11 Mar 2014

Sand Snowman "Private Culture (2006-2013)" Review

Reviewed by Nathan Ford

We've repeatedly sung the praises of Gavan Kearney (that's Sand Snowman to you) in these pages with consistently glowing words for the string of recent albums and reissues that have borne his name. It was a no-brainer then for me to think about a Sand Snowman release when I started up the "Active Listener Introduces" series. With a hard working approach to making music that is as consistently amazing as it is gracefully released into the world, with the minimum of Gavan's own trumpet blowing to draw attention, this is exactly the sort of humble talent that the series was set up to highlight.
Typical then that upon revisiting his bandcamp page to investigate a potential tracklisting before contacting him, I find he's released a similar collection himself in the recent past, with little in the way of fanfare, but plenty of sparkle.
"Private Culture" is this collection, a generous, and faultlessly compiled and sequenced 19 track collection of some of his best work from 2006-2013, for a ridiculously low $7 U.S. When I say that there are a few personal favorites missing, that speaks to the quality of his back catalogue, rather than any flaws in the selection process here, because this fits together seamlessly and presents a very accurate picture of the depth and range of material he has up his sleeve.
Progressive folk-rock would be a fair but limited description of what Kearney accomplishes (guest vocalists including Porcupine Tree's Steven Wilson, Comus's Bobbie Watson and ex Morning Way / Fairport Conventioneer Judy Dyble should also help form an impression of the sounds to be discovered here.)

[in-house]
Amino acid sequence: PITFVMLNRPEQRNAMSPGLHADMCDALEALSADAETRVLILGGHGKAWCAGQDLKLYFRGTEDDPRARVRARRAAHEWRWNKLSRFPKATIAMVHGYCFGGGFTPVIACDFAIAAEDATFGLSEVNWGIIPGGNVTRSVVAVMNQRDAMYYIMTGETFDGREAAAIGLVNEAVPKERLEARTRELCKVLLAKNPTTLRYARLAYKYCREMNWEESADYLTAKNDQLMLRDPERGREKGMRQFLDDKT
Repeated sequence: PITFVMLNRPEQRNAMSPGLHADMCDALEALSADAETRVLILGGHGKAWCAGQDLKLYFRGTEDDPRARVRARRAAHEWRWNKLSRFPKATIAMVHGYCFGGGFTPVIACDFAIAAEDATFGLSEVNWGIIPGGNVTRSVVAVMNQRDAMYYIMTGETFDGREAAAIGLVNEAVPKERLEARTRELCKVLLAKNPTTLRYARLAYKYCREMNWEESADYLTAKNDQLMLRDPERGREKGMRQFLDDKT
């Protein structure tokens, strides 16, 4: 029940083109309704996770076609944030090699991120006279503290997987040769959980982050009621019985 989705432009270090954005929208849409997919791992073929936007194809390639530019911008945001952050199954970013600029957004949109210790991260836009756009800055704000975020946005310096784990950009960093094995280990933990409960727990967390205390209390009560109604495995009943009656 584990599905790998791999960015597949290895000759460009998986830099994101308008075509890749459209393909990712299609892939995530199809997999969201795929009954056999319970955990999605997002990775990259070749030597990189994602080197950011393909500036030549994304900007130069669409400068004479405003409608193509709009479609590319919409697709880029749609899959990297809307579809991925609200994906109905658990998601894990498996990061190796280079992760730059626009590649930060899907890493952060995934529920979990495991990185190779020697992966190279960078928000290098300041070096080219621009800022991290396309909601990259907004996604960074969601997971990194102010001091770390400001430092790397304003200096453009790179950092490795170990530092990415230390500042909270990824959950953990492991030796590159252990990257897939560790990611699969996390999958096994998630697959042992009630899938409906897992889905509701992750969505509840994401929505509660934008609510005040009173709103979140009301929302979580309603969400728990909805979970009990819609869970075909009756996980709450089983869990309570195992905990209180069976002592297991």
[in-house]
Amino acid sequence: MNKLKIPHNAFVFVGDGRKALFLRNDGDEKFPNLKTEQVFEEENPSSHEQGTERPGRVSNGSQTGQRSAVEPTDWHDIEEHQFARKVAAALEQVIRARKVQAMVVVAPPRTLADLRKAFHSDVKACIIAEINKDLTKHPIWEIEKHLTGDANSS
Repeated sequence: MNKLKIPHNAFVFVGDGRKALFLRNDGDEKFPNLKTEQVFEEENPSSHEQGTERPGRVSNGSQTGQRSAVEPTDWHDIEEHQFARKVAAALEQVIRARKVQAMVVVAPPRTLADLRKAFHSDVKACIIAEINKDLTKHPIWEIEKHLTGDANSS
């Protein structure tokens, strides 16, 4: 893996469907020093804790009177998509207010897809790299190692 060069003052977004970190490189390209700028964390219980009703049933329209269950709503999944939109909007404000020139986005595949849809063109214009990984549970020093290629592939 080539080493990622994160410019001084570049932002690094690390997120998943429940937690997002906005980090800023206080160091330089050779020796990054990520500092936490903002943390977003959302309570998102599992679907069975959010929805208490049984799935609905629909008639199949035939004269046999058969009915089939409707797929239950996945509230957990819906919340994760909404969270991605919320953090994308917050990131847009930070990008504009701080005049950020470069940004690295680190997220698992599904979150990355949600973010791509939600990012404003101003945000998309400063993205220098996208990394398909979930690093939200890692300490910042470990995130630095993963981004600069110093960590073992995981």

Predominantly acoustic instrumentation weaves itself into ever more intricate patterns with nice psychedelic textures colouring the progressive arrangements in a pleasingly warm glow. Female vocals provided by guests and frequent collaborator Moonswift are coaxed into ghostly, spooked shapes, while Kearney's own vocals are almost a match quality and timbre wise for Steven Wilson - to the point where there are several tracks where I can't tell which of the two is at the mic. The wooly pipes, cawing crows and crystalline vocals on opener "Stained Glass Morning" paint an alternate vision of a past where Judy Dyble stayed on as a fulltime member of King Crimson, with the resulting track conjuring visions of an acoustic King Crimson scored Wicker Man - an intriguing proposition and a prefect entry point to a catalogue that needs investigating and is encapsulated perfectly here.

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